This one comes in block form and has a rougher, slightly raised and woven texture compared to the matt variant. A block is very convenient since you can immediately apply large washes with no need for stretching. I found the weave-like texture off-putting at first since I was already used to the fine-grained fibrous texture of Hahnemuhle’s matt paper but after using this for a while. I learned to like it as well. It appears that the pigments sink and “sit” in the grooves and so deep, rich colors are preserved.
At 329 gsm, this paper handmade in India is thicker than all the other natural-fiber papers I’ve tried and because it’s made of long-fiber cotton rag (upcycled t-shirt cuttings, anyone?), it seems to be more absorbent than the other papers. The painting above was done on the circle variant (which reminds me of pita bread 😉 ) months ago using ShinHan Korean Colors but because the pigments were fully absorbed by the paper, it looks as if it was painted just yesterday. Also, as you can see almost the entire surface is covered in watercolor but at 320 gsm, the paper didn’t buckle much and actually stiffened a bit once the paint dried — possibly because the rag combined with the pigments.
The A5 variant (below) has a slightly finer grain. Since my first artwork is almost opaque, I tried to see how the paper react to a transparent wet-on-wet technique and it performed beyond my expectations. 🙂 The paper was able to soak in a lot of water and it never once buckled. Also, just look at how rich the colors stayed even after the paint dried (I used ShinHan PWC paints for the test below). The A5 size is perfect for portraits too and the deckle edges add a beautiful handmade touch.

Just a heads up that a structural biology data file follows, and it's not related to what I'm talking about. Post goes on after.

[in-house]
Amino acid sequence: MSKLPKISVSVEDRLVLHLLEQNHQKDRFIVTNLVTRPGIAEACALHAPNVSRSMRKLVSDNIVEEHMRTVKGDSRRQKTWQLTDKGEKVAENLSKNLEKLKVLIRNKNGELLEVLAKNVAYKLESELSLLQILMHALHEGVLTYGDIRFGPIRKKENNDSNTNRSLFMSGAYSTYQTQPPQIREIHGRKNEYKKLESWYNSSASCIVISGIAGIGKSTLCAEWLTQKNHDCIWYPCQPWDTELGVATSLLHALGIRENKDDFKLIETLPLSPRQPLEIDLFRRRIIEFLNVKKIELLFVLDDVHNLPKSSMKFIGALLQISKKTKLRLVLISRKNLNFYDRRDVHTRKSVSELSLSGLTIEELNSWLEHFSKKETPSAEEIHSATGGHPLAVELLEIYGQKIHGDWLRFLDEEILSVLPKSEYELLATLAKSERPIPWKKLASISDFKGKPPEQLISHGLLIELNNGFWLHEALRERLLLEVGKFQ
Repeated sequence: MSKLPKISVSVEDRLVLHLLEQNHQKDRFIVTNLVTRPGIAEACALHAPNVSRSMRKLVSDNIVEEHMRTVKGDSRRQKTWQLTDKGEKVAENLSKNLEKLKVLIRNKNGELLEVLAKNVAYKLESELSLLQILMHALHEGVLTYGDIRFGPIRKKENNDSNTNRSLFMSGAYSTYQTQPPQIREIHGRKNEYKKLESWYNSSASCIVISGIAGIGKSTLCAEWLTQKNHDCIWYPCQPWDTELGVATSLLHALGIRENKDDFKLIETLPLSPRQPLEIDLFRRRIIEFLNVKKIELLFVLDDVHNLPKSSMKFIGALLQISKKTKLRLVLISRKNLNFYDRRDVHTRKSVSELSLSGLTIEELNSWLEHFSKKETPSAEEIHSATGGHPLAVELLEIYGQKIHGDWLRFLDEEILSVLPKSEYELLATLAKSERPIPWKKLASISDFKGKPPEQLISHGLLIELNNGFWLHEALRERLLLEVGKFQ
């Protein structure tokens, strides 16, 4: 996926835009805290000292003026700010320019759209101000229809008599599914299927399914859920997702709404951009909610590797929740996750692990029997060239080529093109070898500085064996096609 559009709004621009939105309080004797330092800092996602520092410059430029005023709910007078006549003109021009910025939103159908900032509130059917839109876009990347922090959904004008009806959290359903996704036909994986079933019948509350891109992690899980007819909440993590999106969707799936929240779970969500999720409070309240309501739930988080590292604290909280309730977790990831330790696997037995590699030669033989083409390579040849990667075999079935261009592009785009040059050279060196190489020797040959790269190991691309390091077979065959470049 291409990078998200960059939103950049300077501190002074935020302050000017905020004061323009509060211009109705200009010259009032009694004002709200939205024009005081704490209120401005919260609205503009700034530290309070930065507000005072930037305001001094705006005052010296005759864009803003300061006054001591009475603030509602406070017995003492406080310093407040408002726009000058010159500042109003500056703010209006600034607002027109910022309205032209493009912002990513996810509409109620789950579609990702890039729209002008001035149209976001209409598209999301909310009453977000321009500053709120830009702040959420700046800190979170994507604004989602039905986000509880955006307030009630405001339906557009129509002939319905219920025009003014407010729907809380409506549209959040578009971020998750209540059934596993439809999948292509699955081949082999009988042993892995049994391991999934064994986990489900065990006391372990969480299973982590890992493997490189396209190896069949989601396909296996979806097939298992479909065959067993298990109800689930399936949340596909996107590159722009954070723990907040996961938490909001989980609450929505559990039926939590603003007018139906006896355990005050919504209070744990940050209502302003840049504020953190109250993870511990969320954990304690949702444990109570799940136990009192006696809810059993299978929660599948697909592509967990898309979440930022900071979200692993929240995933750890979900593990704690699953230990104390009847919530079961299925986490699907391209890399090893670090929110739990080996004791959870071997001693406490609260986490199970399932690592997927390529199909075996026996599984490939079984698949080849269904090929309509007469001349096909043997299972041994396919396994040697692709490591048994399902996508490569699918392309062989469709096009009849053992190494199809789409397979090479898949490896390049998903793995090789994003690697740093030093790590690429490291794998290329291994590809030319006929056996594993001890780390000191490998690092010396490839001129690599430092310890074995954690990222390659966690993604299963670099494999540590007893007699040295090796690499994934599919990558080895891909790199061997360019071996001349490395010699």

This is an all-in-one artist-grade paper made from 90% bamboo fibers and 10% rag which can be used with watercolour, gouache, acrylics, colored pencils, chalk and oil pastel, stamp pad inks, etc. It comes in sheets at Deovir (for around P118 per 19″ x 25″ sheet) which is great value since you can cut it up into smaller pieces and it can handle almost any media. The surface is smooth and watercolor glides on it with ease. I like using this paper with the wet-on-dry watercolor technique since colors seems to maintain brilliancy that way.
Canson Montval Torchon Watercolor Paper, 270 gsm (available at NBS and Fully Booked)
Among relatively inexpensive student-grade papers, this is the closest I’ve found that can mimic the behavior of premium watercolor paper. Made from archival cellulose, the texture is similar to that of Hahnemuhle Bamboo’s — smooth but grainy enough to absorb paint and give paintings a “watercolory” look, meaning it won’t look like the paint is just sitting on top of the paper. At 270 gsm it’s not prone to much buckling unless you’re doing heavy-duty washes. Remember though that this isn’t fine art paper and drawings might eventually fade so make sure to use this only when you will scan and digitize your work.
I would love to know what brands and kinds of paper you like using. Please do share in the comments section. 🙂
- My watercolors, brushes, and other painting tools
- My watercolors, brushes, and painting tools (Part 2)